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Doctors are pressured by parents, who are pressured by teachers, who are pressured by administrators.

Based on what she has observed, Collins believes that the impetus to prescribe Ritalin is hierarchical in nature. Doctors are pressured by parents, who are pressured by teachers, who are pressured by administrators who have completely bought into the traditional structure of schooling. In Cedar Rapids, Collins says, this structure still involves kids sitting in seats listening to their teachers talk--something many kids just can't do.

"You have this pressure to have very compliant, well-ordered children," she says. "So when you have a classroom of 25 children, one or two children getting up and walking around can be extremely disturbing for a lot of teachers. They'll say to parents, 'Your child may fail if he doesn't concentrate on this given thing.' The assumption is that success means completing everything your teacher tells you to do."

Thomas Armstrong, one of the fiercest critics of the ADD diagnosis and author of the controversial book The Myth of the ADD Child, shares Collins' view. The problem, he believes, lies less with the children diagnosed than with the society and schools that have done such pre-emptive labeling. He scoffs at what he sardonically terms the "holy trinity" of ADD symptoms--inattentiveness, impulsiveness, hyperactivity--saying such traits are apparent in all normal children.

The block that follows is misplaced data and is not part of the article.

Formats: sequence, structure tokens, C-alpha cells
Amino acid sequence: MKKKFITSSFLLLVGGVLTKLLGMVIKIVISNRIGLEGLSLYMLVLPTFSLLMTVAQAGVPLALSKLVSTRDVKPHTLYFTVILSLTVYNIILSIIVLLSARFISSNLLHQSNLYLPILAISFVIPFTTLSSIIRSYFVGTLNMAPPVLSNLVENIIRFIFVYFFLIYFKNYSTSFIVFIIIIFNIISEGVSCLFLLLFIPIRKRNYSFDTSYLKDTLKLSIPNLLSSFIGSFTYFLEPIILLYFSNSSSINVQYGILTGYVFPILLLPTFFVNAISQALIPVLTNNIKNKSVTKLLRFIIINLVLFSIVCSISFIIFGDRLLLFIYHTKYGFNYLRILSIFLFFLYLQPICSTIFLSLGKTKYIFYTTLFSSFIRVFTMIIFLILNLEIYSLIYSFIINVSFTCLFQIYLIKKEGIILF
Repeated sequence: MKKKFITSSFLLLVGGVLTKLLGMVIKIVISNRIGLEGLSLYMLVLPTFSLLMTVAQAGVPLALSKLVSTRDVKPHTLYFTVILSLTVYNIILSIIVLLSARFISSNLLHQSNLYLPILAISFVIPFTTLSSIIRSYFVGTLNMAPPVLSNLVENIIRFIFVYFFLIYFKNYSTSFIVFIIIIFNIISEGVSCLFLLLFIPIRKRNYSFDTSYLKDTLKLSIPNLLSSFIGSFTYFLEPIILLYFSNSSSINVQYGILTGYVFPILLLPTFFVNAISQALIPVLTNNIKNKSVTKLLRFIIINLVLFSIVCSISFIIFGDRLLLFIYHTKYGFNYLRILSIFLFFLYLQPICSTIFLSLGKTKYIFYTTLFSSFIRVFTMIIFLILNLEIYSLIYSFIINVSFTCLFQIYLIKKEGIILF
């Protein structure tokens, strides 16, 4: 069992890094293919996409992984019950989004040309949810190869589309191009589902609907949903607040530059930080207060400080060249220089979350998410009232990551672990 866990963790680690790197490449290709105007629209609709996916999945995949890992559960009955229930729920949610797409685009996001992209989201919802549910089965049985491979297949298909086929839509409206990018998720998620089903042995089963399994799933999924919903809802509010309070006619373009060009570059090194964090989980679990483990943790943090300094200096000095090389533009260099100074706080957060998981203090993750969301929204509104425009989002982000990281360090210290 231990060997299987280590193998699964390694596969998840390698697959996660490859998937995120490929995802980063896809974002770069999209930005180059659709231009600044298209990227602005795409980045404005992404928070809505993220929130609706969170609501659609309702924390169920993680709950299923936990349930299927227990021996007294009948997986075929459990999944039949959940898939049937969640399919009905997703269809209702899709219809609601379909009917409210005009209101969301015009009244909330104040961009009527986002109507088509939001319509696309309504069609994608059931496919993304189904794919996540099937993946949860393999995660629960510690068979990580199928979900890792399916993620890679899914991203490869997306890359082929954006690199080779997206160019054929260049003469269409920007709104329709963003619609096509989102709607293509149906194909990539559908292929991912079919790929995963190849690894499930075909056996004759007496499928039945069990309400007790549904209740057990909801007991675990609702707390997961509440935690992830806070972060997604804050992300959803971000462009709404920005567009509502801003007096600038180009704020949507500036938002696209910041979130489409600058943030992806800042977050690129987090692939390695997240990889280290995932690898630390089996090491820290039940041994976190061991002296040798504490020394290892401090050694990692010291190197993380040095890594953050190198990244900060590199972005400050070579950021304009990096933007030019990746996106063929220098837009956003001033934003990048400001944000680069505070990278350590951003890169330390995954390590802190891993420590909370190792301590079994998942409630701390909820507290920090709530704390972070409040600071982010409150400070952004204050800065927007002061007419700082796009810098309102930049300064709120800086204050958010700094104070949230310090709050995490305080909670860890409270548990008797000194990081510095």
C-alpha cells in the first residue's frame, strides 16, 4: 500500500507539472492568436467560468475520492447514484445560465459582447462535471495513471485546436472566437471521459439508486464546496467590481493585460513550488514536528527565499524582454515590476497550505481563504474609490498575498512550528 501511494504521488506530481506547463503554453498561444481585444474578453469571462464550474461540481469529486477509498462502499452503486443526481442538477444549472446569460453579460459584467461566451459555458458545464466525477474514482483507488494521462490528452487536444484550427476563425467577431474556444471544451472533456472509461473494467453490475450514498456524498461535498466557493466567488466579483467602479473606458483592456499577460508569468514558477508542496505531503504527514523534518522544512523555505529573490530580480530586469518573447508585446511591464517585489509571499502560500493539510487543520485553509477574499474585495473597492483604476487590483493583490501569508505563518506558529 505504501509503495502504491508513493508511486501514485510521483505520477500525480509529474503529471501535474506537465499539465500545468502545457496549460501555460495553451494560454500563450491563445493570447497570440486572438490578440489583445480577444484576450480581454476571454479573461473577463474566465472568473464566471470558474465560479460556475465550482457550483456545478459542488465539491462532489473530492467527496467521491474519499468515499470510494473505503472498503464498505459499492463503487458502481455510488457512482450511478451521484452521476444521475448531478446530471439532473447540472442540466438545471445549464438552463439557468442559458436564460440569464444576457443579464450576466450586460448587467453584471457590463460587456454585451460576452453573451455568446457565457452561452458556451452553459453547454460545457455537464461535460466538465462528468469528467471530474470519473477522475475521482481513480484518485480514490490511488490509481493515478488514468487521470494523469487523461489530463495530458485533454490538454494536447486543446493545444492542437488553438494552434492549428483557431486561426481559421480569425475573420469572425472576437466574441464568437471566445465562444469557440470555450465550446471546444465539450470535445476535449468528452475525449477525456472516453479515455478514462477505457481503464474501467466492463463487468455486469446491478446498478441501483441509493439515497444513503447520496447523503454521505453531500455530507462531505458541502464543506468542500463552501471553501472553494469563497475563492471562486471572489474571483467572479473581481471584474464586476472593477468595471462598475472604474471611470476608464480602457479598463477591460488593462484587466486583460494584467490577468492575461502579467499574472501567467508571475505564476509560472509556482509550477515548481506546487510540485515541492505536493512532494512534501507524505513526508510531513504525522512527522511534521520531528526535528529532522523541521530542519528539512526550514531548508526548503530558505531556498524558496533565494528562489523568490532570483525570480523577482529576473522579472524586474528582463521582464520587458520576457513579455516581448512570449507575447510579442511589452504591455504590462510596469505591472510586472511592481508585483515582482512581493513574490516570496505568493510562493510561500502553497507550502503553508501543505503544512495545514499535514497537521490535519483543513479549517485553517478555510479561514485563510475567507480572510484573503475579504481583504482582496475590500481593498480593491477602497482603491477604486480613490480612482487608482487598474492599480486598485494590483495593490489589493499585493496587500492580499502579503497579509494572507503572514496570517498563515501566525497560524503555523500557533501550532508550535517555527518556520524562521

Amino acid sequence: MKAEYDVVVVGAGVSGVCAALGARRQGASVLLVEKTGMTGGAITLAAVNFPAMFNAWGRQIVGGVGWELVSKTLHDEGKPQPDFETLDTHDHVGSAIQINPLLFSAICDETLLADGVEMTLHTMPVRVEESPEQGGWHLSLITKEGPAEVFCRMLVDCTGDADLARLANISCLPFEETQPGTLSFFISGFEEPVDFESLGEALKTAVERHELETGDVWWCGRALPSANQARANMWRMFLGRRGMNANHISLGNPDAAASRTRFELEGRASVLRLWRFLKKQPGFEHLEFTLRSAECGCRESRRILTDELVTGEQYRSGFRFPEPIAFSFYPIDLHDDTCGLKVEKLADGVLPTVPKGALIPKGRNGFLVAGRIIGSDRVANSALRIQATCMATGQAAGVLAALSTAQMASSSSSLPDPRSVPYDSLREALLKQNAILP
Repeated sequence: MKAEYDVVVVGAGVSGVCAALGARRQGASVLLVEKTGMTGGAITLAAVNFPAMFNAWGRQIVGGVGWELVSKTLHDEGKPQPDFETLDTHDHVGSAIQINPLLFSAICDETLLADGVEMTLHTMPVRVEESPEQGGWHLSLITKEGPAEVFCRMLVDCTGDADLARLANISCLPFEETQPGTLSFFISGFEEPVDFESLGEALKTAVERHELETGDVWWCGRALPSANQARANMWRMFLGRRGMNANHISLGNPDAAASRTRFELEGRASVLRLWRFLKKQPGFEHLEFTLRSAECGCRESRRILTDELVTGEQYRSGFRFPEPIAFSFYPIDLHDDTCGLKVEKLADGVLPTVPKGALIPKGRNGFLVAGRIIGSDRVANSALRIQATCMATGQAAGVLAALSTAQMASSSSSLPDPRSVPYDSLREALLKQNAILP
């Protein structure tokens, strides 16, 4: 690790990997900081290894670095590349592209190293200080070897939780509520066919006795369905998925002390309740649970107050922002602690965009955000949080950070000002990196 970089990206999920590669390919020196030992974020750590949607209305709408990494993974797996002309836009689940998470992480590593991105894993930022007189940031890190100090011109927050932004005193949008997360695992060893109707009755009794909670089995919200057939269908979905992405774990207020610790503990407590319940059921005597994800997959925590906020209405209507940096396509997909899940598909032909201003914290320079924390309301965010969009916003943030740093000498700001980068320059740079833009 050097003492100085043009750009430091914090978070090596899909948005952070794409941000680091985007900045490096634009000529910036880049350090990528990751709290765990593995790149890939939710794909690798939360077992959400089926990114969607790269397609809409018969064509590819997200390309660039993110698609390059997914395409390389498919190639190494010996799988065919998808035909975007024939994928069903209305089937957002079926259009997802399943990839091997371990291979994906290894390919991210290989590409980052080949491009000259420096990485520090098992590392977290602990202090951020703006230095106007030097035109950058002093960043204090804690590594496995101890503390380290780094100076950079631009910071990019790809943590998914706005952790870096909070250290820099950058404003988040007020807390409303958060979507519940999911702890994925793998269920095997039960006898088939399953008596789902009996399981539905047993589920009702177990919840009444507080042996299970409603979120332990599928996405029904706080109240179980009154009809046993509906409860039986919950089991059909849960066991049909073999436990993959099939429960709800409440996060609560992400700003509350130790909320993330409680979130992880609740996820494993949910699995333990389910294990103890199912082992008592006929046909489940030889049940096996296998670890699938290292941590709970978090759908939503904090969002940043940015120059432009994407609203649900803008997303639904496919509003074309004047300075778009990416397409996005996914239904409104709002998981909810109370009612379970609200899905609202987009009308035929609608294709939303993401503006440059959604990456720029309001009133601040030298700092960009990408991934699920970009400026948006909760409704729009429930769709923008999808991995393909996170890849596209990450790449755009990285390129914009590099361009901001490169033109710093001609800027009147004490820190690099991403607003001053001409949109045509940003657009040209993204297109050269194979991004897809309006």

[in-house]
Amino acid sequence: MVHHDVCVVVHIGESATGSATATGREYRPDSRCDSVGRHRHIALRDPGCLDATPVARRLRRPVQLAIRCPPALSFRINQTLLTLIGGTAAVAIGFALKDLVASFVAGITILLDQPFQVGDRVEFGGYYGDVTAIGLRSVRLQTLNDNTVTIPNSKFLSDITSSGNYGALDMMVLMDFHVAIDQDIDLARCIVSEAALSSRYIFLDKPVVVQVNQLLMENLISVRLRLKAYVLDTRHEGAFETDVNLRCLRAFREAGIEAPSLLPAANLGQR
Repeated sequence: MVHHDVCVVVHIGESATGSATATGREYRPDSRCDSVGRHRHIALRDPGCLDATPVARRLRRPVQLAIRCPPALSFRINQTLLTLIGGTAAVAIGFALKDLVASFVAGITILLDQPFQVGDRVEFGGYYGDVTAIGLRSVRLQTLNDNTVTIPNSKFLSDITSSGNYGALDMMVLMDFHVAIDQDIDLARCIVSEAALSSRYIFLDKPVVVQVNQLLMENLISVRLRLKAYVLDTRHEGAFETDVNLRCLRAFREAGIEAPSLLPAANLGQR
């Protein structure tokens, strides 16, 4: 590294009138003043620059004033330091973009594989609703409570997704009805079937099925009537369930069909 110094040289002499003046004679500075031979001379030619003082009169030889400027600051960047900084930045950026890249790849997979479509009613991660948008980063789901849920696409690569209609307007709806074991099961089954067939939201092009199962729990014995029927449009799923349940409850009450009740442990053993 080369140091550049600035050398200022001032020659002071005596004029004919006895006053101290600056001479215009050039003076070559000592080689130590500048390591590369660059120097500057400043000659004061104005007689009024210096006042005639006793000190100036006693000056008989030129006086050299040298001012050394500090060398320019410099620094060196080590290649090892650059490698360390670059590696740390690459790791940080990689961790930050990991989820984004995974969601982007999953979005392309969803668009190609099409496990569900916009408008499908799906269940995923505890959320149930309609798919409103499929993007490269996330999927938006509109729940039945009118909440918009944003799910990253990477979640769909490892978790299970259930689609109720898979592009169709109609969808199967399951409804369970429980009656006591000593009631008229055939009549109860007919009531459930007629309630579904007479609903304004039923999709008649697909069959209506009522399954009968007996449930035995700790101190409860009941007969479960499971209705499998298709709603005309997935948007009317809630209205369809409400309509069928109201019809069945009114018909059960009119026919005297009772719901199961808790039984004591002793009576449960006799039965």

Armstrong's view that ADD is actually a myth emerged from his own experiences as a special education teacher.

Armstrong's view that ADD is actually a myth emerged from his own experiences as a special education teacher in Northern California. He describes how one supervisor told him that his classroom was too unruly and that he needed to study exemplary classrooms where strong behavioral-modification systems were in place. So, in an attempt to "shape up," Armstrong visited "superior" classrooms, gathering ideas. Under one scheme he adopted, students gained and lost points for specific positive or negative behaviors. But the plan failed miserably. Already frustrated, his kids grew more so when they had points taken away. He scrapped the behavior-modification strategy for a more collaborative model in which students had a say in formulating and enforcing classroom rules. Armstrong found this approach much more productive, though it did not, he admits, make his classroom any tidier.

As far as Armstrong is concerned, stories like this demonstrate that schools are fixated on controlling behavior that could in a more open, supportive environment actually be expressed in constructive ways. Youngsters diagnosed with ADD, he says, often have an abundance of creative energy. He points out that many accomplished individuals--Robert Frost, Albert Einstein, and Winston Churchill--struggled in school. Today, Armstrong laments, such brilliant people would probably be labeled ADD.

"What really hit me," Armstrong says, "is the deficit orientation of special education, the propensity to look at kids in terms of negatives, what they can't do. Look, for example, how kids labeled with ADD are described in terms of a wayward machine--crossed wires, an airplane with no one in the cockpit. But there is no ADD brain, no ADD deficiency. In fact, there are a lot of positive traits associated with ADD-labeled people."

Armstrong cites longitudinal studies suggesting that many such people eventually become self-employed, which he sees as a highly adaptive trait in an era when corporations dismiss hundreds of employees in a single stroke. Although this sounds like a bit of a stretch-- self-employment, after all, can be a euphemism for out of work--Armstrong isn't the only one to put a positive spin on symptoms associated with ADD.